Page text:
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3 minutes ago, JukKluk2 said:

After a few years of kicking tyres in "the other store" I finally made good and one day spent some reasonable money in there. I have to say that they were always accommodating whenever I went in, and then left, without spending anything. I'd rate them above a couple of the Sydney stores that I have been in, one of which left me feeling a bit "why did I bother?", after splashing the cash and discovering that after sales service hardly bothers their conscience.

 

I think I have been to the "other" store and actually found them pretty good.

 

Having moved to Canberra from Geelong late last year, I kept dealing with the stores I had been dealing with in Melbourne out of "loyalty" - a concept I am currently testing with one of those stores with the attempted return of my NAD C298.

 

I am moving back to Geelong end of this year, so in the interests of interstate trade, I may as well develop a relationship with the "other" Canberra store and have them ship stuff to Victoria..........I mean, its only logical......

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Interesting the difference in views, lived in Canberra from late 70's up to 89.  Most of my hifi purchases were at Duratone.  They let me borrow gear to trial quite freely on weekends, would borrow a few amps and different speaker cables at a time from them and Kingston hifi.  I brought my Sugden pre and power amp from them, lots of DD Vinyl, all my Sheffields as an example, cables and the list goes on.  Never had a problem, they were always great to me and never pushed any items at me.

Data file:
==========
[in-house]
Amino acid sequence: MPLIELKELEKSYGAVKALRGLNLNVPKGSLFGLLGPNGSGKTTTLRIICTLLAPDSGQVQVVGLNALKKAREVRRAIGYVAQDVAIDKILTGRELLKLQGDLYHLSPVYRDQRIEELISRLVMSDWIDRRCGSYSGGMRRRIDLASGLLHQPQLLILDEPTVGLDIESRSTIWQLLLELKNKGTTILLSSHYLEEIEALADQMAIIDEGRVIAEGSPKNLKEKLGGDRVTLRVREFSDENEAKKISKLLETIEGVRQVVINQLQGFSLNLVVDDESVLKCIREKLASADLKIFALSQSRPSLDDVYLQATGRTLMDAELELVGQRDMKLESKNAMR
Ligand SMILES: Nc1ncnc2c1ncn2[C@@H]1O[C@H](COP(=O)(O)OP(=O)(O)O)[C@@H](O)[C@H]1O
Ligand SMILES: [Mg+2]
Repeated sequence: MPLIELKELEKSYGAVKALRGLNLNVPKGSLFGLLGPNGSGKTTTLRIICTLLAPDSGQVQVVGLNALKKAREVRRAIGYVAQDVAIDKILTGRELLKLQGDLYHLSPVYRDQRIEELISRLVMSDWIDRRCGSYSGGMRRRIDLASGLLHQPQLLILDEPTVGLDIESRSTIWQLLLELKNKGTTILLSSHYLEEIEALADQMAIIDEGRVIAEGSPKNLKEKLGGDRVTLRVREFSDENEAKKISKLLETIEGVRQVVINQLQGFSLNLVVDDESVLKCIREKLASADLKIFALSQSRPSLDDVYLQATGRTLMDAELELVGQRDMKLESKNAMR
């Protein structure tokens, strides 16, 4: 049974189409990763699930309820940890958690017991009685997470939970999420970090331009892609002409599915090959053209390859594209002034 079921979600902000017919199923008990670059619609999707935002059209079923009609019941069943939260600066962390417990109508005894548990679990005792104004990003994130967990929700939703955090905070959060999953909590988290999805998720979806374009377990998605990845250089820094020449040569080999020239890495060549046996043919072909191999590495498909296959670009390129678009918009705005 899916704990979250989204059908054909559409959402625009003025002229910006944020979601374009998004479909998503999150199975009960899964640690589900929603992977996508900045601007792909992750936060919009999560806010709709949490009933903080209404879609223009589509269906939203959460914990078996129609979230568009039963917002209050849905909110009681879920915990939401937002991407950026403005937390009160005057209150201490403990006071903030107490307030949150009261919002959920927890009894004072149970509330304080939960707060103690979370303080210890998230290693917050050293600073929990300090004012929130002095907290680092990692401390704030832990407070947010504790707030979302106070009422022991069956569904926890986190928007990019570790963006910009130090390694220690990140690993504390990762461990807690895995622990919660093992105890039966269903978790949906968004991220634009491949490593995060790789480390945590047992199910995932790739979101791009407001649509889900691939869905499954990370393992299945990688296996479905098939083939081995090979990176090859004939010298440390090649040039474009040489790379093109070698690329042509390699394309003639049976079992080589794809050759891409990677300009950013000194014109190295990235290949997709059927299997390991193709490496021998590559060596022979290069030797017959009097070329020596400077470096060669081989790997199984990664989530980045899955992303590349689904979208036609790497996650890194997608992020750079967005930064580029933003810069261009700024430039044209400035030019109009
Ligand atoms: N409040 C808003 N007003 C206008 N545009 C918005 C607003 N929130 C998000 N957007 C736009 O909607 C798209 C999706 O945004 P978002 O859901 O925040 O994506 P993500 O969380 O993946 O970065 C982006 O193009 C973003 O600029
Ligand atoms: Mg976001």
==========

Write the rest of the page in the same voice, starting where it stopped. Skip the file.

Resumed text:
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I've dealt with both shops in Canberra, and have had good experiences at both places.

 

I do recall a fairly stand offish attitude from Duratone during my first couple of visits there, however relatively recent visits have been pleasant and I often buy their reasonably priced LPs.

 

On my last visit I witnessed the significant makeover and cleanup of the previous storeroom atmosphere of the rear area.

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They were always an odd shop, though their ad in the TV guide in the Canberra Times every week was part of my growing up as a teenage audiophile. 
 

Shops like that don’t just happen in audio- Cecil walker cycles in melbourne was just the same, a veritable trash and treasure of cycling history.

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I either shop at Len Wallis or the lifestyle store now, once I know what I’m buying, I just hop in the car and enjoy a nice drive. 
Better deals, more variety. 

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2021 - As an occasional customer I can happily report experienced Andrew was appointed store manager a few months ago and his team have been flat out modernising the shop and sorting through older inventory that has revealed many collectables. 
Andrew is a special talent and I always leave knowing more than when I walked in. Same goes for a number of part time sales folk. 

Duratone HiFi continues on in the Cull family line and are supporting the refresh. Charles and Faye are fully retired. 

The former large rear section that housed trillions of records and equipment is closed now. However in the main shop I’ve noticed 2nd hand records, CDs, DVDs are regularly restocked. 
 

They still carry many good brands and know their customer base. Some cabinets contain interesting items such as the biggest old hifi valves you’ve ever seen and some collectables. 

4F928FC6-C798-49E9-866F-449585BF7E6E.jpeg